[Crossref]

Agrawal, G. P.

G. P. Agrawal, Nonlinear Fiber Optics, 3rd Ed (Academic Press2001) pp. 44.

Allington-Smith, J.

Angel, J. R.

N. Woolf and J. R. Angel, “Astronomical searches for earth-like planets and signs of life,” Astron. Astrophys. 36, 507–537 (1998).
[Crossref]

Angel, J. R. P.

J. R. P. Angel, A. Y. S. Cheng, and N. J. Woolf, “A space telescope for infrared spectroscopy of Earth-like planets,” Nature 322, 341–434 (1978).
[Crossref]

Argyros, A.

A. Argyros and I. Bassett, “Counting Modes in Optical Fibres with Leaky Modes,” in Symposium on Optical Fiber Measurements SOFM 2002, National Institute of Standards and Technology, Colorado, USA September 24–26 pp. 135–138 (2002).

Baggett, J. C.

J. C. Baggett, T. M. Monro, and D. J. Richardson, “Mode area limits in practical single-mode fibers,” Conference of Lasers and Electro-Optics 2005 (CLEO’05), Baltimore, USA, 22–27th May 2005, paper CMD6.

Bakalski, I.

J. C. Flanagan, D. J. Richardson, M. Foster, and I. Bakalski, “A microstructured wavefront filter for the DARWIN nulling interferometer,” Proc. ‘6th International Conf. on Space Optics,’ ESTEC, Noordwijk, The Netherlands, 27–30 June 2006 (ESA SP-621, June 2006).

Bassett, I.

A. Argyros and I. Bassett, “Counting Modes in Optical Fibres with Leaky Modes,” in Symposium on Optical Fiber Measurements SOFM 2002, National Institute of Standards and Technology, Colorado, USA September 24–26 pp. 135–138 (2002).

Bennett, P. J.

Bird, D. M.

Bordas, F.

Botten, L. C.

Bracewell, R. N.

R. N. Bracewell, “Detecting nonsolar planets by spinning infrared interferometer,” Nature 274, 780–781 (1978).
[Crossref]

Broderick, N. G. R.

Butvina, L. N.

L. N. Butvina, E. M. Dianov, N. V. Lichkova, V. N. Zavgorodnev, and L. Kuepper, “Crystalline silver halide fibers with optical losses lower than 50 dB/km in broad IR region and their applications,” in Advances in Fiber Optics, E. M. Dianov, eds., Proc. SPIE4083, 238–253 (2000).
[Crossref]

Cheng, A. Y. S.

J. R. P. Angel, A. Y. S. Cheng, and N. J. Woolf, “A space telescope for infrared spectroscopy of Earth-like planets,” Nature 322, 341–434 (1978).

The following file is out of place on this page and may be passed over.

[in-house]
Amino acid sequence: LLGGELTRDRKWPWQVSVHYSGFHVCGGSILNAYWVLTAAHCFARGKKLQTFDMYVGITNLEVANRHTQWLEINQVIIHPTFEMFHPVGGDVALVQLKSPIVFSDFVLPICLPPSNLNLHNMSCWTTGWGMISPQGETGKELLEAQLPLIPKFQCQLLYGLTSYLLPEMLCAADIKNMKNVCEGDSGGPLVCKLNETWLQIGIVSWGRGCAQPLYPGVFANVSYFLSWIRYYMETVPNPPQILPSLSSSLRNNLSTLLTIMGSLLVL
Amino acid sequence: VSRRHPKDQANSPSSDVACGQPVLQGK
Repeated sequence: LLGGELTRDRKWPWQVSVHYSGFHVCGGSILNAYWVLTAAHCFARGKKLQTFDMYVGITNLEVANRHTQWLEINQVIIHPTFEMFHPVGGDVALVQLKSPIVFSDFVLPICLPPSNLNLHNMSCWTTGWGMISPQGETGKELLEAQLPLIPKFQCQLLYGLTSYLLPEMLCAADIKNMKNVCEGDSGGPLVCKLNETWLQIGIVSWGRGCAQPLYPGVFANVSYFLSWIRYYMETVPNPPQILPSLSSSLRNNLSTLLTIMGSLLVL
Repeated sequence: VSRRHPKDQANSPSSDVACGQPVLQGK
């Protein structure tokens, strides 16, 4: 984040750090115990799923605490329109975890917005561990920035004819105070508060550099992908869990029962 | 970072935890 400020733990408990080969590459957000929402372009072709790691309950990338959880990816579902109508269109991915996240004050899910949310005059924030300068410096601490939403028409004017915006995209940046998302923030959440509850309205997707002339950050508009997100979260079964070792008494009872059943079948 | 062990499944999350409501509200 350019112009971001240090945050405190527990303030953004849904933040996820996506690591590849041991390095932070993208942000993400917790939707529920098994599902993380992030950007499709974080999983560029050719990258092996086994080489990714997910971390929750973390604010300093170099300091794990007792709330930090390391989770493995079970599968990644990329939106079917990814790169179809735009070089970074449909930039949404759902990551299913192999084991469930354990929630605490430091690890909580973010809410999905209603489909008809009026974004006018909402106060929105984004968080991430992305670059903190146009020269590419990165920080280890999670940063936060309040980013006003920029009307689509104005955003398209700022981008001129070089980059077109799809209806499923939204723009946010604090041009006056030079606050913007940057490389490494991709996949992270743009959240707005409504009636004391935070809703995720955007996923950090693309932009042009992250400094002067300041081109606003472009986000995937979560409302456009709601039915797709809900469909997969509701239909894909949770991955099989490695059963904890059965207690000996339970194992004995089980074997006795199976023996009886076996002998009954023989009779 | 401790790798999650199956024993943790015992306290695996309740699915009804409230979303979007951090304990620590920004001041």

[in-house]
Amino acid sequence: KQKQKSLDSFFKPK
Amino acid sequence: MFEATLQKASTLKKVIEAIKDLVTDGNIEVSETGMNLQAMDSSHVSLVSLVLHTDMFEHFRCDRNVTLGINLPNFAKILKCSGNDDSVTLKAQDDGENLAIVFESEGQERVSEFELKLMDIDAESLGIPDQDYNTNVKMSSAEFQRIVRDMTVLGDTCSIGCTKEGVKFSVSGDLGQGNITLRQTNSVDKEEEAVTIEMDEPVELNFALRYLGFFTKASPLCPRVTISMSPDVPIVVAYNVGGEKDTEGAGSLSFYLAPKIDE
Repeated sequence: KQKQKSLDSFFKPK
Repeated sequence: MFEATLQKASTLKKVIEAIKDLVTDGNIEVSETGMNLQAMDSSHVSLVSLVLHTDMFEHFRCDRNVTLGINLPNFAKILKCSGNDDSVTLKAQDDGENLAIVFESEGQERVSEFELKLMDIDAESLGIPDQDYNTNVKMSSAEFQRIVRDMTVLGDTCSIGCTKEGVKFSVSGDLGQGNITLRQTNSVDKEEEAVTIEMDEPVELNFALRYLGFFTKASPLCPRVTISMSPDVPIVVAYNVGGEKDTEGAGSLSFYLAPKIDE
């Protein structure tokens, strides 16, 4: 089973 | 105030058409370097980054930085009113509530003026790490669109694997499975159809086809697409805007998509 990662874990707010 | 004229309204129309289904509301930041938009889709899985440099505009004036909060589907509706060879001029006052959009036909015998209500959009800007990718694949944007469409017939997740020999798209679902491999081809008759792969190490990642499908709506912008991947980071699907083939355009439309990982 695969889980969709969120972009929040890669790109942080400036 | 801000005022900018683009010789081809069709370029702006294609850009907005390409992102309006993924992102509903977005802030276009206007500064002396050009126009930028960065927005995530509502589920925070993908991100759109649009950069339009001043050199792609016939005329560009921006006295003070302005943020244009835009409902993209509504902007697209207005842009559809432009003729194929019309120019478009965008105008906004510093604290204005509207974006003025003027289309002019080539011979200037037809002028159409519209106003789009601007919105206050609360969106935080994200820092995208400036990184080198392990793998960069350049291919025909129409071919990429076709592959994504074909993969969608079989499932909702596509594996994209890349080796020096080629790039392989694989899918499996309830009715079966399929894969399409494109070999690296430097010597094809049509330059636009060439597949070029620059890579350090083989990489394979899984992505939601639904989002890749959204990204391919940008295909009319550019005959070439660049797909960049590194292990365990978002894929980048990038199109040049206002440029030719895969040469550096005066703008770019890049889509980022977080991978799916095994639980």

[Crossref]

Corbett, J.

de Sterke, C. M. de

Dianov, E. M.

L. N. Butvina, E. M. Dianov, N. V. Lichkova, V. N. Zavgorodnev, and L. Kuepper, “Crystalline silver halide fibers with optical losses lower than 50 dB/km in broad IR region and their applications,” in Advances in Fiber Optics, E. M. Dianov, eds., Proc. SPIE4083, 238–253 (2000).
[Crossref]

Ebendorff-Heidepriem, H.

T. M. Monro, H. Ebendorff-Heidepriem, and X. Feng, “Non-silica microstructured optical fibers,” Ceramic Transactions 163, 29–48 (2005).

Ephrat, P.

Feng, X.

T. M. Monro, H. Ebendorff-Heidepriem, and X. Feng, “Non-silica microstructured optical fibers,” Ceramic Transactions 163, 29–48 (2005).

Flanagan, J. C.

J. C. Flanagan, D. J. Richardson, M. Foster, and I. Bakalski, “A microstructured wavefront filter for the DARWIN nulling interferometer,” Proc. ‘6th International Conf. on Space Optics,’ ESTEC, Noordwijk, The Netherlands, 27–30 June 2006 (ESA SP-621, June 2006).

Flatscher, R.

O. Wallner, W. R. Leeb, and R. Flatscher, “Design of spatial and modal filters for nulling interferometry,” Proc. SPIE 838, 668–679 (2003).
[Crossref]

Folkenberg, J.

Foster, M.

J. C. Flanagan, D. J. Richardson, M. Foster, and I. Bakalski, “A microstructured wavefront filter for the DARWIN nulling interferometer,” Proc. ‘6th International Conf. on Space Optics,’ ESTEC, Noordwijk, The Netherlands, 27–30 June 2006 (ESA SP-621, June 2006).

Fridlund, C. V. M.

C. V. M. Fridlund, “DARWIN - The Infrared Space Interferometry Mission,” ESA bulletin 103, 20–25 (2000). http://www.esa.int/esapub/bulletin/bullet103/fridlund103.pdf

Fujita, M.

George, A. K.

Goldberg, M.

Hedley, T. D.

Hoekstra, H. J. W. M.

H. P. Uranus, H. J. W. M. Hoekstra, and E. van Groesen, “Modes of an endlessly single-mode photonic crystal fiber: a finite element investigation,” Proc. IEEE/LEOS Benelux Chapter, 2004, Ghent.

Jakobsen, C.

Katzir, A.

E. Rave, S. Sade, A. Millo, and A. Katzir, “Few modes in infrared photonic crystal fibers,” J. Appl. Phys. 97, 033103 (2005).
[Crossref]

E. Eran Rave, P. Ephrat, M. Goldberg, E. Kedmi, and A. Katzir, “Silver Halide Photonic Crystal Fibers for the Middle Infrared,” Appl. Opt. 43, 2236–2241 (2004).
[Crossref] [PubMed]

Kawanishi, S.

Kedmi, E.

Knight, J. C.

Kubota, H.

Kuepper, L.